The Rockefeller Archive Center

A review of The Rockefeller Archive Center (Sleepy Hollow, New York, United States).

The Rockefeller Archive Center (RAC) (http://www.rockarch.org/) houses collections of broad relevance to the Rockefeller family and the operations of Rockefeller-affiliated institutions throughout the world since the turn of the twentieth century. The RAC also holds records for the Ford Foundation, the Commonwealth Fund, the Russell Sage Foundation, the Foundation for Child Development, the W. T. Grant Foundation, the Markle Foundation, the Social Sciences Research Council, and the Foundation Center. The collections would be of use to scholars in a variety of regional fields interested in the histories of philanthropy, public health, cultural diplomacy, the social sciences, and American influence abroad. Research reports from RAC grantees, available on the archive’s website (http://www.rockarch.org/publications/resrep/), are intended to help researchers gain a sense of the scope of the RAC’s holdings.

I spent approximately 10 days at the RAC in April 2015. I found the RAC’s collections of great value for my in-progress dissertation research on the politics of maternal and infant health in Nationalist China. After the founding of the China Medical Board and Peking Union Medical College, members of the Rockefeller Foundation’s International Health Division served in advisory roles to the Chinese Ministry of Health while also promoting scientific midwifery and arranging fellowships for Chinese medical practitioners to study in Europe and the United States.

The RAC sits atop a hill at 15 Dayton Avenue in Sleepy Hollow, NY, about 25 miles north of Manhattan along the Hudson River. The Westchester County Airport in White Plains is the closest airport, but I found it more affordable if slightly less convenient to fly into LaGuardia Airport in New York City. The M60-SBS bus provides access to Manhattan from LaGuardia. From Grand Central Station or Harlem-125th Street in Manhattan, take the Metro North Rail (Hudson Line) to Tarrytown, the station nearest Sleepy Hollow. Public transportation is limited in the surrounding area, but the RAC offers complimentary shuttle service from Tarrytown Station to the archives if you arrive on the 9:09 a.m. train and make arrangements beforehand. A shuttle also leaves the RAC at 5:25 pm each day to deliver passengers for the train departing Tarrytown at 6:02 p.m. There are several options for lodging in Tarrytown, but the Sheraton offers a special RAC researcher rate at a substantial discount and a complimentary local shuttle to and from the RAC. The Sheraton is about a five-minute drive from downtown Tarrytown, which offers a café, small shops, and a few restaurants.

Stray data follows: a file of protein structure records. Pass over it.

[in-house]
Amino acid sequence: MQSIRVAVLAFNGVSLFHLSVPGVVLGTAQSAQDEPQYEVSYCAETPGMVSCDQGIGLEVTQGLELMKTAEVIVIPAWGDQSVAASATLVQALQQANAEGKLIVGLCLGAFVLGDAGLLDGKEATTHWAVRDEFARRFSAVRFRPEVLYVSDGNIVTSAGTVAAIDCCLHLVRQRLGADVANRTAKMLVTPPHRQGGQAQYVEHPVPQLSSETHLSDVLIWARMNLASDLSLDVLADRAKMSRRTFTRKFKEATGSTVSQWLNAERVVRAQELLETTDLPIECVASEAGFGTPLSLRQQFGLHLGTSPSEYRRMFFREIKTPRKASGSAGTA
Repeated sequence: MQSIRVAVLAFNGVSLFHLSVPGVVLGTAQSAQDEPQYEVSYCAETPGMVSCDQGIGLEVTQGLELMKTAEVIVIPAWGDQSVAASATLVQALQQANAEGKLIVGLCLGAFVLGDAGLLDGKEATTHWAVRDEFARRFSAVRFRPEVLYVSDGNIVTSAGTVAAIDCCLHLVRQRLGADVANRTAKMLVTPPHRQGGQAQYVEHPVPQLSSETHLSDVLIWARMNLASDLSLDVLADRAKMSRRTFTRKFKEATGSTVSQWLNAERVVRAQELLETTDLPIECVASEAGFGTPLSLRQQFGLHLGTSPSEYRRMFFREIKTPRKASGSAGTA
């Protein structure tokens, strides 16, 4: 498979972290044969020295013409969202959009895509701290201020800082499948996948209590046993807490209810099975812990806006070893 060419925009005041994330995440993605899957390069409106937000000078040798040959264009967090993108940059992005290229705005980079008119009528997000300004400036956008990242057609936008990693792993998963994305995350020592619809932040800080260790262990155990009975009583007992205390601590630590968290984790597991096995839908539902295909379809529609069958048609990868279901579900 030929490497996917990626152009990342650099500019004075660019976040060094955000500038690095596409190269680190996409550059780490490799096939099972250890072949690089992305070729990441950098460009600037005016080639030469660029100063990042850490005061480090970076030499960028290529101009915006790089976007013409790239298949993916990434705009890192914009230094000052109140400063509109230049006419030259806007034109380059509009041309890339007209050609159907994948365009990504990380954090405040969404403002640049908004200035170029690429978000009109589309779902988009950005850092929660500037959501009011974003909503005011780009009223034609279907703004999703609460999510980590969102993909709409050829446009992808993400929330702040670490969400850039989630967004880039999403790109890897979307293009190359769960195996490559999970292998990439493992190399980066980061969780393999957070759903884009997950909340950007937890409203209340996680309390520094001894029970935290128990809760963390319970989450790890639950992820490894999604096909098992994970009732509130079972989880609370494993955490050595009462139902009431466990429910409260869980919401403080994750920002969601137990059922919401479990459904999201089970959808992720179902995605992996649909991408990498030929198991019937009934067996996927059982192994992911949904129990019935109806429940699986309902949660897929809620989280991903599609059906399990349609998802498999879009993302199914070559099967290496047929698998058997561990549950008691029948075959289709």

The archive is somewhat hidden in a residential neighborhood a few minutes’ drive from town, but the road leading to the RAC is well-marked with signage. Hillcrest, the name of the former home built for Martha Baird Rockefeller that now houses the RAC, is a large, gated estate near the end of Dayton Avenue. If you are driving, you may use the intercom system to your left to contact the RAC’s reception as you approach the locked gate. If you have made arrangements in advance of your visit (as you most certainly should), you will be granted access and can proceed to park near the front entrance. The reading room is open Monday through Friday (except for certain holidays) from 9 a.m. to 5:15 p.m. The reading room does not close for lunch, so researchers can work through the afternoon taking breaks as they wish. There are no shops or restaurants nearby, so researchers using the daily shuttle service will want to bring their lunch and store it in the kitchen provided on the ground floor.

Researchers should contact the RAC well in advance of their visit at archive@rockarch.org. In response to his/her initial email, each researcher will be assigned an archivist who will provide assistance locating relevant collections and planning his/her visit. Space in the reading room is limited and can fill up quickly, especially during summer months, so researchers should make reservations in consultation with an archivist. Each researcher will need to setup an account for an online system called RACcess (https://raccess.rockarch.org/) prior to their visit, through which s/he will be able to search the archive’s holdings and request documents. The online catalog, DIMES (http://dimes.rockarch.org/xtf/search), communicates with the RACcess system, so researchers can store lists of requested documents for later reference.